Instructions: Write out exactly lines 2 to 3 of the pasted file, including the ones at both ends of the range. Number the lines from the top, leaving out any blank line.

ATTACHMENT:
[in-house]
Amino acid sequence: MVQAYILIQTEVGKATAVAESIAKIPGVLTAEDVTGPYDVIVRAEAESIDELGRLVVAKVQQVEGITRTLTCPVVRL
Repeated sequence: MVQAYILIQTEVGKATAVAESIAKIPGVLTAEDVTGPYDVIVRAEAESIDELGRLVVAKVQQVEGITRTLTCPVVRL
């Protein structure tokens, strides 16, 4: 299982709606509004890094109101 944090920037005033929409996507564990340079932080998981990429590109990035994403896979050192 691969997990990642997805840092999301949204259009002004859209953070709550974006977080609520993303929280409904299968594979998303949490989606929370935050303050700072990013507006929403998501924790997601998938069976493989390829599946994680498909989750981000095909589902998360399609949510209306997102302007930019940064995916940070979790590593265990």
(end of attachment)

Amino acid sequence: MVQAYILIQTEVGKATAVAESIAKIPGVLTAEDVTGPYDVIVRAEAESIDELGRLVVAKVQQVEGITRTLTCPVVRL
Repeated sequence: MVQAYILIQTEVGKATAVAESIAKIPGVLTAEDVTGPYDVIVRAEAESIDELGRLVVAKVQQVEGITRTLTCPVVRL